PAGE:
The Chicago police department continues to march toward what it calls “policing in the 21st century.” If their conduct is any indication, that police work would include systemic corruption, unlawful detention, torture, racial profiling and mass surveillance.
However, activists and journalists continue to work hard to expose even more abuses that might still lurk in the shadows. Some progress has been made. Derrick Broze reported in January of last year about Chicago activist, Freddy Martinez, who filed a Freedom of Information Act (FOIA) request with the CPD in 2014. Martinez was seeking details regarding the much-maligned use of Stingray cell phone surveillance. Despite the Chicago PD refusing to answer the request, a Cook County, Illinois judge ordered the Chicago Police Department to allow her to review documents related to cell phone surveillance tools. This case is illustrative of the pressure that needs to be exerted if we are to get answers about what our public servants are truly doing on our behalf.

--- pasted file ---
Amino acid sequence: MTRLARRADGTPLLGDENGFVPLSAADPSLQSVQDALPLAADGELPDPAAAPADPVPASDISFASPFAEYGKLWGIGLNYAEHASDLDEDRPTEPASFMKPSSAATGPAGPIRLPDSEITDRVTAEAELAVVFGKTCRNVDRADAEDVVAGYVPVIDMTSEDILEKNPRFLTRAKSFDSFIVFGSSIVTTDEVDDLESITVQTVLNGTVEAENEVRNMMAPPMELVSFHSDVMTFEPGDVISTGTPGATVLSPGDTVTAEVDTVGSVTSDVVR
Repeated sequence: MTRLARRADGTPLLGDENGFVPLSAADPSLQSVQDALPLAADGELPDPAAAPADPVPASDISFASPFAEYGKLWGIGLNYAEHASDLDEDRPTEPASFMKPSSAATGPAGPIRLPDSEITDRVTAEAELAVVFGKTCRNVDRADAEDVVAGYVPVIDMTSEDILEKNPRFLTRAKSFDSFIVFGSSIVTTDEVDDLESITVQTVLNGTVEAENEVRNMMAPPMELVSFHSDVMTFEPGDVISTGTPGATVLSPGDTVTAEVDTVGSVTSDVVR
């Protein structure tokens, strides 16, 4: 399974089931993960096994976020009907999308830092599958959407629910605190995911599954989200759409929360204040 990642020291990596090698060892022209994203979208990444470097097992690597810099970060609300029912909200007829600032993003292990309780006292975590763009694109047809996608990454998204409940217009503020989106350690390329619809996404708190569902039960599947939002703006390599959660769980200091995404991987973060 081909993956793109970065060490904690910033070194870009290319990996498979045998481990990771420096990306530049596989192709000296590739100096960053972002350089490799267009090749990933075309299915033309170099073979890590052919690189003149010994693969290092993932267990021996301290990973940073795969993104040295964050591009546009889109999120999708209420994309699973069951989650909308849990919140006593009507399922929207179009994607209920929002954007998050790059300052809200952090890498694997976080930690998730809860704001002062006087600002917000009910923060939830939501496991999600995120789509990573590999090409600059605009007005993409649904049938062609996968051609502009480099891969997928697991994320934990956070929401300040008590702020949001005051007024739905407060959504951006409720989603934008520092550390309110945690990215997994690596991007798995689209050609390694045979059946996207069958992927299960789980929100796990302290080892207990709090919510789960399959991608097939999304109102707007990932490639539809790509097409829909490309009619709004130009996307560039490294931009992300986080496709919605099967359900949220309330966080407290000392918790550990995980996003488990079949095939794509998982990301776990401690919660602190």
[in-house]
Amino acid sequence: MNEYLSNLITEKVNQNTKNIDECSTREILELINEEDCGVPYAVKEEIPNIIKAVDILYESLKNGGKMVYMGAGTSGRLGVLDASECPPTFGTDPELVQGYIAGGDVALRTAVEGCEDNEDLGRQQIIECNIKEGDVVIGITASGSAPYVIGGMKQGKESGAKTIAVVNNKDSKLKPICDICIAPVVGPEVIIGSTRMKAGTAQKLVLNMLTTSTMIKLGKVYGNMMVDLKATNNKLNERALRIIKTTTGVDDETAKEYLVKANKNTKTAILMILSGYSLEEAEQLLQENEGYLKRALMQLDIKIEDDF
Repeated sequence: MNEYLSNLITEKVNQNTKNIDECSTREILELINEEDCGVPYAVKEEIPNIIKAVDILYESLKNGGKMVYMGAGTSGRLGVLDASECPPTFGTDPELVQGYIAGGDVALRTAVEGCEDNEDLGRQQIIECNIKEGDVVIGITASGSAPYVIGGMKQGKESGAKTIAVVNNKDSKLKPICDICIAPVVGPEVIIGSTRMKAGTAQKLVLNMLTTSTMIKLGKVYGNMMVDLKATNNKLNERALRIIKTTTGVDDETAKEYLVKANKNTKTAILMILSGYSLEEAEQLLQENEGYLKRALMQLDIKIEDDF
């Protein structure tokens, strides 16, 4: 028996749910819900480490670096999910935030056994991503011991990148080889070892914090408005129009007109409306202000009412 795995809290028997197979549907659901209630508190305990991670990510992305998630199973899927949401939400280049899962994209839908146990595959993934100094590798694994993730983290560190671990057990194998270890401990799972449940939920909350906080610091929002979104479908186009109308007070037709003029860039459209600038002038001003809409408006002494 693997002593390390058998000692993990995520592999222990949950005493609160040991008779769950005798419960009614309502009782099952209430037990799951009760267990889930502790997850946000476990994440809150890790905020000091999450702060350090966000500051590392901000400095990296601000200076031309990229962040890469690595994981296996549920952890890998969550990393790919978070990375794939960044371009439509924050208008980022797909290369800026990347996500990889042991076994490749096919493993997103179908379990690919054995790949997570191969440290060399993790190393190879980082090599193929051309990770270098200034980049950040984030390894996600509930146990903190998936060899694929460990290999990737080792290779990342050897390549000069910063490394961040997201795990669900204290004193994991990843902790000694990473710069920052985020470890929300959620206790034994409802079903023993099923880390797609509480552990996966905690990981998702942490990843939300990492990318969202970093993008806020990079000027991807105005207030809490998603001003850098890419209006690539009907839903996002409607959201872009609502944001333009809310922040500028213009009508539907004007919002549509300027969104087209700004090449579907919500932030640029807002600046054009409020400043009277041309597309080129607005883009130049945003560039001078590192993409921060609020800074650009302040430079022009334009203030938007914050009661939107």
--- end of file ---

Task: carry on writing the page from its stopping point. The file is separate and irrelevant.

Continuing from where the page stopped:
But Stingray surveillance is merely one component of a much larger surveillance network that Chicago has set up and continues to expand, which even includes an explicit mission to embrace “predictive policing” — essentially, the concept of pre-crime that most people hoped was relegated purely to science fiction.
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